US President Barack Obama's first visit overseas after his re-election is meant to convey a clear message. The so-called "pivot to Asia" of American policy, with the unstated implication of a pivot away from the Middle East, is central to Mr Obama's foreign policy, in theory at least.
The South-east Asia tour will be welcomed by some, and seen as an implicit threat by others. As the US president meets Asian leaders in Cambodia today at the East Asia Summit, his presence will be seen as a counterbalance to Chinese influence in the region. The "pivot" is often seemed as a manoeuvre to contain Beijing's increasingly aggressive foreign policy.
In Myanmar, crowds greeted Mr Obama on his historic visit. To whatever extent that he can urge reform in the country, as it slowly opens up after five decades of military dictatorship, Mr Obama's overture should be welcomed. As violence continues to plague the country - with hundreds of Muslim Rohingya killed since summer - international pressure is crucial. On Sunday, Myanmar's President Thein Sein promised that he would end the violence that has often been perpetrated by local security forces. It is a promise to which he must be held.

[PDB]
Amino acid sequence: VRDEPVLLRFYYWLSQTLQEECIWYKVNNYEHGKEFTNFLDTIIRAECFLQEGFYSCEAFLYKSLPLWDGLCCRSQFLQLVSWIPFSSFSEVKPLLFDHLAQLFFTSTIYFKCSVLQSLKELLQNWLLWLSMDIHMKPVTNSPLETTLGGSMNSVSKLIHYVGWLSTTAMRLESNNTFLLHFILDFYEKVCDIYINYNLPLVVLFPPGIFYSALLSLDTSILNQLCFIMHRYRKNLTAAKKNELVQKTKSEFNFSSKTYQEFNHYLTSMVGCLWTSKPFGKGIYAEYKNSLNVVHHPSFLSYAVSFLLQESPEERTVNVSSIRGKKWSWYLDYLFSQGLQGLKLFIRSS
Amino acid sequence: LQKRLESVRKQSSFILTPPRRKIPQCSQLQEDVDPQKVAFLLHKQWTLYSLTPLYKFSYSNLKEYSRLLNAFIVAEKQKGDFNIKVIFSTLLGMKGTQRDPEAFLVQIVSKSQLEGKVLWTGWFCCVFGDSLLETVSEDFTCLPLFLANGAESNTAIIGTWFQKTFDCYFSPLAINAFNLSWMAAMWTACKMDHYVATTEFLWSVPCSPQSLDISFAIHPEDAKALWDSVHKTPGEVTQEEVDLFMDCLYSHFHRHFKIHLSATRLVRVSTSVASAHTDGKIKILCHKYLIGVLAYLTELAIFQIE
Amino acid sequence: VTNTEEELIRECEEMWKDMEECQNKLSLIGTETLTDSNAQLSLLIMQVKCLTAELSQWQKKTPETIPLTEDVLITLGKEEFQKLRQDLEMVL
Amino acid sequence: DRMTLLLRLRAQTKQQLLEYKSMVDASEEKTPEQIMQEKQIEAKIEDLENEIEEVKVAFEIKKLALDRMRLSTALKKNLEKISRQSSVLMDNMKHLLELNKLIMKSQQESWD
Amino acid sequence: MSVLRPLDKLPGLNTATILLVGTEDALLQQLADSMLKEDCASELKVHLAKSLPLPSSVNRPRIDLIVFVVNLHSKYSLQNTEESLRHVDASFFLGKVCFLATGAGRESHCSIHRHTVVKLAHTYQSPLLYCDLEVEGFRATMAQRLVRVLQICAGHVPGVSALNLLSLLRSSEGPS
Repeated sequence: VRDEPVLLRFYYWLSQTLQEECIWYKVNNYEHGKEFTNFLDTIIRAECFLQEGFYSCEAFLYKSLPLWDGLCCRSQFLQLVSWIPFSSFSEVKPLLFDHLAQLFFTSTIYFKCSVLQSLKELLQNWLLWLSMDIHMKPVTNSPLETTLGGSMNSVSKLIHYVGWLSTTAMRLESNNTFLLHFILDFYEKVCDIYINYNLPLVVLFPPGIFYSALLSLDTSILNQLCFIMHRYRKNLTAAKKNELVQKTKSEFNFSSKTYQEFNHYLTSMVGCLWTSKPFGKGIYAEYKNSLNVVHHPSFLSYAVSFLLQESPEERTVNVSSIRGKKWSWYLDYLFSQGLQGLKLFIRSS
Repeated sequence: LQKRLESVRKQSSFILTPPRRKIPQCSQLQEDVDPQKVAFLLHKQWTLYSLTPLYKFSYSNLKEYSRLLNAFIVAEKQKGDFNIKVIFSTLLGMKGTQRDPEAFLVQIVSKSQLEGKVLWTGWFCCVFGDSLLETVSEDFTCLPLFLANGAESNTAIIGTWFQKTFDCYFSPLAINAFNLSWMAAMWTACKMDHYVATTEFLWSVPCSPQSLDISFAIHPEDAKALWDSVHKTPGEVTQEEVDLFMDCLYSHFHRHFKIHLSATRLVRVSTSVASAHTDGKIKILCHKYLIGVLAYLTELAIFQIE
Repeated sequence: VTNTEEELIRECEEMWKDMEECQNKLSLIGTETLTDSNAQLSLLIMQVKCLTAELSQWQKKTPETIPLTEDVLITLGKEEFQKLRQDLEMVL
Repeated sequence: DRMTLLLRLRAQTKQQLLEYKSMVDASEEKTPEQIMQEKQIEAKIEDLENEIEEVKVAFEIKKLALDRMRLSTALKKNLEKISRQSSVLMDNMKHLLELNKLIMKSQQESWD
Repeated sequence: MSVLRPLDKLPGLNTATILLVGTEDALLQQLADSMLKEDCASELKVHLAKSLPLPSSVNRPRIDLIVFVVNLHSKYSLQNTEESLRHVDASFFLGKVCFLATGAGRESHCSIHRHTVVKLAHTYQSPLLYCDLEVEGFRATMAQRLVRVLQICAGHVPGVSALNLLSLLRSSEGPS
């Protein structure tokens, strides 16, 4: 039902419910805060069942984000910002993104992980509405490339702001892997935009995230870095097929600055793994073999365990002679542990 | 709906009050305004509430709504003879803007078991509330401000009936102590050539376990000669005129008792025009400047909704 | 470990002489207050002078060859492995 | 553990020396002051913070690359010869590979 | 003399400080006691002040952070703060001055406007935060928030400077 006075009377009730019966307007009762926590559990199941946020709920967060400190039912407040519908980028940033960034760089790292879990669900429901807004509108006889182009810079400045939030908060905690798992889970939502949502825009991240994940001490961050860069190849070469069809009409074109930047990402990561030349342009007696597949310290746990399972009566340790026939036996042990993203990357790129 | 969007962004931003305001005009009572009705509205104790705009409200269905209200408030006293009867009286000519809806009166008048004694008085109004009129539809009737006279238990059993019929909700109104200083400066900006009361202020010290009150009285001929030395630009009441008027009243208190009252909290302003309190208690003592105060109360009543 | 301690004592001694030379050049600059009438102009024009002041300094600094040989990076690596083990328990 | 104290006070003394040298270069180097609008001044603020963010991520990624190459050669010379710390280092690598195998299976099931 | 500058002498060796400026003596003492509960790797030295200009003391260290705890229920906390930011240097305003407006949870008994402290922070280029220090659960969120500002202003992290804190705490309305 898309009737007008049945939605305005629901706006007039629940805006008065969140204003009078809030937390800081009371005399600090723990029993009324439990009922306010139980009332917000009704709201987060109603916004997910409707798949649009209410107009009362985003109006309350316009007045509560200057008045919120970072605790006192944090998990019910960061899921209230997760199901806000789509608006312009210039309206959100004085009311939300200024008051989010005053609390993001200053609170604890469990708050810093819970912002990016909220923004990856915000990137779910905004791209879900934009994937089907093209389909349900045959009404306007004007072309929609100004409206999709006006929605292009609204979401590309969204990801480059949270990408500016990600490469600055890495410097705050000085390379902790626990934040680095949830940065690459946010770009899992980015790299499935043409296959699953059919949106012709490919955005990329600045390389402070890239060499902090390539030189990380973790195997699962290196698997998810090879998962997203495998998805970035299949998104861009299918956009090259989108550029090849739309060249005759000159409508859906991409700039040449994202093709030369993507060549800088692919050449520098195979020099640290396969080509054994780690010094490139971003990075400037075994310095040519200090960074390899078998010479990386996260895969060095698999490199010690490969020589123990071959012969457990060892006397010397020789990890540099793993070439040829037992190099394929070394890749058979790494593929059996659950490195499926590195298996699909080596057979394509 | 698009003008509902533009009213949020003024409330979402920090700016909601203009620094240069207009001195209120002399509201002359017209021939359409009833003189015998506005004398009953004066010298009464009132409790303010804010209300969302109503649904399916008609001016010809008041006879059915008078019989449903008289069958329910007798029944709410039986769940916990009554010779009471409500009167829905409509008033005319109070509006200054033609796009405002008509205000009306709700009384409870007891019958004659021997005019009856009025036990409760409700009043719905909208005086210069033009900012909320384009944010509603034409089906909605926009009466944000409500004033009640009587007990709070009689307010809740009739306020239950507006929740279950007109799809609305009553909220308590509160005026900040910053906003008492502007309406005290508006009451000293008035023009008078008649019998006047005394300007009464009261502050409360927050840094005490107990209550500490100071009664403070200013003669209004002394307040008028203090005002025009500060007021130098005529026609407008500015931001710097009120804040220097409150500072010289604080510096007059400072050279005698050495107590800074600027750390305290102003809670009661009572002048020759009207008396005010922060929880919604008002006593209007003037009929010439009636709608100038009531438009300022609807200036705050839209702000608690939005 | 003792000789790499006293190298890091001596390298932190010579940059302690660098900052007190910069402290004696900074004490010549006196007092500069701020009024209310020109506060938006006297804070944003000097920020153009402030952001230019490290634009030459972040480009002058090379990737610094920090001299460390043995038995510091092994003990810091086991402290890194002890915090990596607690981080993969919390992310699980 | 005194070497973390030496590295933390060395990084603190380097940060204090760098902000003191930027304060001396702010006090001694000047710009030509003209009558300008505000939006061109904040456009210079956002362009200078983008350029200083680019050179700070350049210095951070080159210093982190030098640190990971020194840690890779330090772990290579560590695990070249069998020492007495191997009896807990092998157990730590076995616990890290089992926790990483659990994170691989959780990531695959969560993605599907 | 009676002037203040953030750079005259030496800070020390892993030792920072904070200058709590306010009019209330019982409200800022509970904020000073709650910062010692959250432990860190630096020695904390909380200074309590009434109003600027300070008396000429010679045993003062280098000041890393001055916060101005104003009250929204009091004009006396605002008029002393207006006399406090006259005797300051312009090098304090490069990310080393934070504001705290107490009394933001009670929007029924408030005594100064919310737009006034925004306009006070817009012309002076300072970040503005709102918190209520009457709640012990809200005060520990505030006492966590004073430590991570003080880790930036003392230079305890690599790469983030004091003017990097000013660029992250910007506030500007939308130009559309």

There is, however, something of a false note in Mr Obama’s comments during this junket. To be sure, he began the trip with statements not about East Asia but the Middle East. Yet while focussing on the assault on the Gaza Strip, Mr Obama noted with remarkable understatement that the violence was harmful to the peace process.
US support of human rights in Myanmar is laudable. The muted response to Israel's bombardment of civilians in Gaza, however, stands in stark contrast. The US role as a defender of human rights has always been plagued by this inconsistency - denouncing crimes where it is convenient, but often looking the other way as its "friends" commit the same.
That is realpolitik, of course, and unfortunately to be expected. But Mr Obama's statements reveal an underlying reality to Washington's pivot to Asia. Despite Americans weariness after more than a decade of war, the country remains deeply wedded to the Middle East and wider region. This includes its counterproductive support of Israel as well as broader geostrategic goals.
Certainly Washington will be watching Beijing carefully in coming years, and continuing American influence in East Asia will be welcomed.
The thunder over Gaza is a timely reminder, however, of Washington's responsibilities in this region. There is little doubt its blind backing of Israel will continue. But should not American foreign policy also include justice for the Palestinian people?